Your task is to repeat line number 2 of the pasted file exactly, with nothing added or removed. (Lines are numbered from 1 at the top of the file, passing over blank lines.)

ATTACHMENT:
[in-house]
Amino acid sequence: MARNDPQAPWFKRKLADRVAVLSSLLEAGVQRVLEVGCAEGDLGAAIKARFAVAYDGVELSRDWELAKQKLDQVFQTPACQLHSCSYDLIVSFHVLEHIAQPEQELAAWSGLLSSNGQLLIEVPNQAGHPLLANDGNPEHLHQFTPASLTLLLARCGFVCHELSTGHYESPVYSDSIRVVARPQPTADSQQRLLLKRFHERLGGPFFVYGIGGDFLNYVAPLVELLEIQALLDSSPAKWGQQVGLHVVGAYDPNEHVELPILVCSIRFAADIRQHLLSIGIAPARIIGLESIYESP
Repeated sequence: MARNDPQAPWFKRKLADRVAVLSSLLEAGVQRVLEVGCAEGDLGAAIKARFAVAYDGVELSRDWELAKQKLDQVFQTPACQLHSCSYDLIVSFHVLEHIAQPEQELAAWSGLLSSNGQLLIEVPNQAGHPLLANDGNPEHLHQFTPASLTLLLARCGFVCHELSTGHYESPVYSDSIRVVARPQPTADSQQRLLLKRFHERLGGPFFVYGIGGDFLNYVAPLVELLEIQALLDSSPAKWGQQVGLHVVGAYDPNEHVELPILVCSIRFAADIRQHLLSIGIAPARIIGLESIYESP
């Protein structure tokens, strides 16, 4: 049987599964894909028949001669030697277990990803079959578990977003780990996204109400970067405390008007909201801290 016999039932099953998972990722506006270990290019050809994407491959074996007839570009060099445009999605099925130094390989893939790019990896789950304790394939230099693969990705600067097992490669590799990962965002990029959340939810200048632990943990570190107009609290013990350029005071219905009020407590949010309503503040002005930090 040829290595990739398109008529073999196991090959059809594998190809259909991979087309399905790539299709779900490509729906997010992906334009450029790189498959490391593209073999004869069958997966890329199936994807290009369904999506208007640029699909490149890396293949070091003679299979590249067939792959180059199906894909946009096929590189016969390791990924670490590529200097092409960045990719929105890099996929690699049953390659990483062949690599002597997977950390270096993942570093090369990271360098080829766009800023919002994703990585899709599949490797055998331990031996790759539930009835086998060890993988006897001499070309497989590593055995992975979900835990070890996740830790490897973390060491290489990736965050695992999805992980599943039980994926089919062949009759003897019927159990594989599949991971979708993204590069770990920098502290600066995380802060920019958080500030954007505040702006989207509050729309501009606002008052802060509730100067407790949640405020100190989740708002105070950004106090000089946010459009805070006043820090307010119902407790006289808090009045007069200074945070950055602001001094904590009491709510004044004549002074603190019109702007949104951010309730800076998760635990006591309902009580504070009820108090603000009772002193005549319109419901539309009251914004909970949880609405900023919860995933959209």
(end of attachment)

Amino acid sequence: MARNDPQAPWFKRKLADRVAVLSSLLEAGVQRVLEVGCAEGDLGAAIKARFAVAYDGVELSRDWELAKQKLDQVFQTPACQLHSCSYDLIVSFHVLEHIAQPEQELAAWSGLLSSNGQLLIEVPNQAGHPLLANDGNPEHLHQFTPASLTLLLARCGFVCHELSTGHYESPVYSDSIRVVARPQPTADSQQRLLLKRFHERLGGPFFVYGIGGDFLNYVAPLVELLEIQALLDSSPAKWGQQVGLHVVGAYDPNEHVELPILVCSIRFAADIRQHLLSIGIAPARIIGLESIYESP